October 26, 2003
"Griggs and Grand Forks"
Few people would guess that Grand Forks came into being
because of a keg of beer, but supposedly its true.
Traders were the first Europeans to visit the Red River
Valley when they came to trade manufactured goods with Native Americans
in exchange for pelts and furs. Known as Les Grande Fourches, a fork created
by the joining of the Red River and the Red Lake River became a rendezvous
point as early as the 1740s.
In 1811, farmers established Selkirk Colony at present-day
Winnipeg, but to survive the winters, they depended on imported food and
equipment. Ships from England tried to supply them by coming south from
Hudson Bay via the Hayes River, but the short summers didnt cooperate.
The next step was to try to get goods that came north on the Mississippi
River from New Orleans to St. Paul. To transport goods from St. Paul,
mixed-blood Metis people created oxcart trains, but these were so slow,
they could complete only two trips per summer.
In 1858 with necessity being the mother of invention
St. Paul businessmen offered a thousand dollars to anyone who could
successfully travel from St. Paul to Winnipeg by steamboat. In 1859, Anson
Northrup beat out the competition by coming up the Minnesota River to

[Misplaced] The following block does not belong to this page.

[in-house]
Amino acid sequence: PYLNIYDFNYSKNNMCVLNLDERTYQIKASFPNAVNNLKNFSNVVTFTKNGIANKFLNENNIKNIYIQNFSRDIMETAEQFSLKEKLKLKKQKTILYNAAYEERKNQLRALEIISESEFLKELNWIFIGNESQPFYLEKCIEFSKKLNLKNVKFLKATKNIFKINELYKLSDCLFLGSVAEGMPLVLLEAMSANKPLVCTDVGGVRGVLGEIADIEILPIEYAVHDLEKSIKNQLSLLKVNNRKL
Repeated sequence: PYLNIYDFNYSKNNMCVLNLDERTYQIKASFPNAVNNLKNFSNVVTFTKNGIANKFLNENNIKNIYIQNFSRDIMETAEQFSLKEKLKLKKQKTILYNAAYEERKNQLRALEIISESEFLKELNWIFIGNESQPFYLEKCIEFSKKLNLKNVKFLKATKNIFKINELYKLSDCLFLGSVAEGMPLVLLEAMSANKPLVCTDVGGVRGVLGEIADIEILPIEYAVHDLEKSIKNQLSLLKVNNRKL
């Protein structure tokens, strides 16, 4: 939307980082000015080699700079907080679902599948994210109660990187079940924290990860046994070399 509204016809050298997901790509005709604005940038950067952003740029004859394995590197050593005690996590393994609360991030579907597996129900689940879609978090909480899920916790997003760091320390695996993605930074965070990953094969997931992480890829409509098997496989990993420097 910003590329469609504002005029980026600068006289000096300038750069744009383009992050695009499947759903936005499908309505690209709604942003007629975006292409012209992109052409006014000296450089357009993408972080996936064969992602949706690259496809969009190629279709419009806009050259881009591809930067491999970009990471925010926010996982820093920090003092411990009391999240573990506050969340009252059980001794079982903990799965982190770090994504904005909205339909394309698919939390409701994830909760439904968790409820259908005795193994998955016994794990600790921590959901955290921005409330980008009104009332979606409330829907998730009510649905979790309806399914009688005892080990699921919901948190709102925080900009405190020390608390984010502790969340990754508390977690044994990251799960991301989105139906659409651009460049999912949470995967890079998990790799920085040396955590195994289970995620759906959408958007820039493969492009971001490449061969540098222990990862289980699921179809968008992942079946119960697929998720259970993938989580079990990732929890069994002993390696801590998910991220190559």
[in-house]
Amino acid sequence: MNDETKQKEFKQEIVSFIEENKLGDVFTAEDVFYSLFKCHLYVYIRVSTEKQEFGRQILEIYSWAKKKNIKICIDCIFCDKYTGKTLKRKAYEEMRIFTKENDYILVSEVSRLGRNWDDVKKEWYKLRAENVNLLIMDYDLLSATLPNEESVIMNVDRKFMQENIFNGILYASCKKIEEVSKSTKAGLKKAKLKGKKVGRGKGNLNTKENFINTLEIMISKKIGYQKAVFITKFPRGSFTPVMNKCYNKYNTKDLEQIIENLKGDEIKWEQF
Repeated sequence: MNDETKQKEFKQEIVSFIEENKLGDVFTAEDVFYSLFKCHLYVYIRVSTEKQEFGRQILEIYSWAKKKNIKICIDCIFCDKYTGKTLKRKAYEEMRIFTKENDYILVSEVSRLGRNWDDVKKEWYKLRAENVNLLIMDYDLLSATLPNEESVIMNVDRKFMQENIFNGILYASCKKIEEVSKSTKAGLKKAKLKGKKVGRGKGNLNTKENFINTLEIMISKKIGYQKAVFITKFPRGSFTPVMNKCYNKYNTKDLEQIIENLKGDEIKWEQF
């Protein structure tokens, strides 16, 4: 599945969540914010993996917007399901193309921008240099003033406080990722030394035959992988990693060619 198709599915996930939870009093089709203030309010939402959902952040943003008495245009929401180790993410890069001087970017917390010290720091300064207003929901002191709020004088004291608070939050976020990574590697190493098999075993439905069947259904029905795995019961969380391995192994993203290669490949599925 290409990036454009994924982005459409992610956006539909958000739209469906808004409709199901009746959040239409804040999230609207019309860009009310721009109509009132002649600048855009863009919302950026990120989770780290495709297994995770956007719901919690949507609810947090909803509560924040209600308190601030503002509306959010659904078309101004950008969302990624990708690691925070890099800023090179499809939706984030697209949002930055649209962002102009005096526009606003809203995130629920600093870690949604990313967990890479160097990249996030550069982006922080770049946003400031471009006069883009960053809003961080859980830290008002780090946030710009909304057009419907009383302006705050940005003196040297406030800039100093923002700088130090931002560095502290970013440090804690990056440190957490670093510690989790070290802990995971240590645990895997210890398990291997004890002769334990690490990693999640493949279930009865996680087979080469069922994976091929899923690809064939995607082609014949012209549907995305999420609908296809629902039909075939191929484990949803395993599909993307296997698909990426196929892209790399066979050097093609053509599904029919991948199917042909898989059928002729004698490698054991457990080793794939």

Crow Wing, MN, where he dismantled his boat. He then hauled it overland
to the banks of the Red River, where he put it back together again. He
launched it and successfully navigated the Red River to arrive at Fort
Garry a prize winner.
Meanwhile, traders were still conducting business at
Les Grande Fourches, which was now on the mail route that ran between
Fort Garry and Fort Abercrombie near Wahpeton. Being a halfway point,
the government established a post office on the fork in 1870. The new
steamboat business kicked into high gear, and passengers started traveling
the river as well.
Seeing a lucrative venture, railroad tycoon James Hill
partnered with a steamboat captain, Alexander Griggs, to form the Red
River Transportation Line. Griggs had proved himself a capable man who,
at 15, had honed his sailing skills on the Mississippi River to earn his
pilots license when he was only 19.
Which brings us to our story: roughly 130 years ago,
Alexander Griggs was participating in a flatboat race on the Red River
to Fort Garry. When his crew spotted a keg of beer that had accidentally
fallen off another boat, they snagged it and ended up getting so drunk
that Griggs had to tie up at the forks to spend the night.
He intended to finish the journey to Winnipeg the following
day, but morning brought them a rude surprise. During the night, the temperature
had plummeted, and their boat was frozen in place. According to the story,
the men had to build a shelter for the winter, and with time on his hands,
Griggs surveyed the land and became convinced the site would be ideal
for a new town.
So it was that on this date, in 1875, Alexander Griggs
platted his town and has ever since been known as the Father of
Grand Forks. Oh yeah, theres a county named after him, too.
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